Innovation is truly the mother of invention for Kim Olenicoff. From stick-on disposable pockets to sticky garment guards that stop underarm sweat from staining your clothing, it is possible that Kim has a solution for nearly any situation you can think of.
The problem started with underarm stains on her white shirts. There wasn’t a way to stop the stains before they happened. When she couldn’t find a product that fit her needs she did what many inventors before have done, she created a solution. As a matter of fact her business is called Solutions That Stick, a fitting name for a company that provides as many ‘sticky’ solutions as hers does.
Tell us a little about Solutions That Stick and what inspired it.
Actually, Solutions That Stick started as just one product, Garment Guard, the original disposable underarm shield. I was in law school at the time and sick of my new expensive white t-shirts getting those awful yellow “taco stains” in the armpits after just a few wearings. When I could not find anything on the market that I could just stick onto the garment to protect against that, I used my research skills to find a company to make them for my use. I also sent samples to a bunch of department stores, and thankfully, Nordstrom decided to begin stocking them. Over the next 10 years, I thought of other solutions to common problems, and here we are today.
How many products do you currently offer?
9, including our two newest*, launching within the next 30 days.
Garment Guard- disposable underarm shields
Skid Out- deodorant, drip & drool erasers
Knicker Sticker- disposable adhesive underwear
Subtle Butt- disposable gas neutralizers
White Collar Grime- adhesive collar (and hat) protectors
Quick Fix Sticks- adhesive wardrobe remedies
Pocksie- temporary sticky pockets
*Boot Stay- adhesive sag preventers
*Drip Strips- bottle drool absorbers
I heard you have a new product coming out soon to help keep saggy boots from falling too far. How long until it will be up on Solutions That Stick and ready to be purchased?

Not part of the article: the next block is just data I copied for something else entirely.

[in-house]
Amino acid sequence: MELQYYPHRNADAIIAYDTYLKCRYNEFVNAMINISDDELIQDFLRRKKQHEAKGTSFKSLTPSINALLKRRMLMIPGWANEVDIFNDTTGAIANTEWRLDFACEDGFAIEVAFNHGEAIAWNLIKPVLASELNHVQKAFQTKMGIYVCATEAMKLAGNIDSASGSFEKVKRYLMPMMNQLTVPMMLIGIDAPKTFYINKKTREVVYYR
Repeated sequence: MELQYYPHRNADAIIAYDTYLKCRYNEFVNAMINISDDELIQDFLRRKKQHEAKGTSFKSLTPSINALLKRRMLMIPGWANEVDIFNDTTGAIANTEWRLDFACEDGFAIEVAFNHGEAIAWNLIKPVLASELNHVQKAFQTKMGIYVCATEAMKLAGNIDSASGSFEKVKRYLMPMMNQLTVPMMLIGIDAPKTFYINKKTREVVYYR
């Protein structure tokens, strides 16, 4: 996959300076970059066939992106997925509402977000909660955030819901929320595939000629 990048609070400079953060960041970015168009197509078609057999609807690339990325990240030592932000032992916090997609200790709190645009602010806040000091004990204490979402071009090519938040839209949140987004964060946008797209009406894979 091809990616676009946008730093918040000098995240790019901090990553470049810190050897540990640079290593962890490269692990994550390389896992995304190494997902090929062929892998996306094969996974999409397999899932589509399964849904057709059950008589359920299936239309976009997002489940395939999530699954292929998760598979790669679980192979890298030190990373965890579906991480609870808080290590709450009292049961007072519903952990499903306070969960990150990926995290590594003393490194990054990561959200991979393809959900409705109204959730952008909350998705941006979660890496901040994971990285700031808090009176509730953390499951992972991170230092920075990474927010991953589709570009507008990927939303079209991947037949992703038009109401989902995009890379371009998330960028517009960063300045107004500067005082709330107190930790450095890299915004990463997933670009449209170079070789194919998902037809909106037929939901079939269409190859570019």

We are hoping for 15 February.
How much will it cost?
$9.95 for 6 stays.
In what ways has your business evolved since it was first launched 10 years ago?
Aside from adding all the new products, we are starting to delve into the world of private label. Also, when we started, we didn’t really have any competition and Nordstrom was our biggest account. Now, web sales, through our own site and through our wholesale customers like beauty.com, account for the majority of our sales. Further, we could just send samples to the major magazines, and they would write about our products once in a while, now we need to actively seek out new ways to get the information about our products out to bloggers and across the net.
After you release your latest product, might we see some new products emerge over the next year or so? Any hints on what we can expect?
Aside from the 20 or so products we are adding to our new private label line, we have a few in the works, including a way to fix holes in t-shirts, an easy stain removal kit, and a stapler that can fix clothes.
Do you have any any goals that you hope to accomplish over the next year or so?
We are really going to be focusing on the private label line this year, trying to really get it out there.
Have you always seen yourself as being entrepreneurial?
Yes! In fact, I majored in it at USC. And I come from a pretty big family of people who all worked for themselves. They made fun of me as a kid when I announced to them that I wanted to go to college and then work for IBM.
What are some of the lessons your business has taught you? How much space do I have?
I guess the most important is that cash is king. Always monitor your cash flow. Also, everything takes longer than you think it is going to take, so factor that into your schedule. Thirdly, learn how to delegate. Just because you CAN do something, doesn’t mean it is best for you to do it.
Any tips that have helped you balance your time between business and your personal life?
I might be the best person and the worst person to answer this. I have spent the past three years sailing halfway around the world, but part-time. I would sail, leave the boat and fly home to work. Then return to the boat and repeat. I was able to see some remarkable places and meet some interesting people, but that meant I spend my time at home working like a mad person. But, with my amazing staff, I was able to do both. So I guess my advice is to figure out what you want to do for fun, and make your schedule work around that.
Do you have any tips that you’d like to offer fellow inventor/entrepreneurs that are just getting started?
Aside from serious cash flow analysis, take your product or idea into the market and test it. Everyone will tell you that you have a good idea, but actually trying to get people to part with their money in exchange for it is another thing. You have almost nothing to lose by doing it, but a lot of information and insight to gain.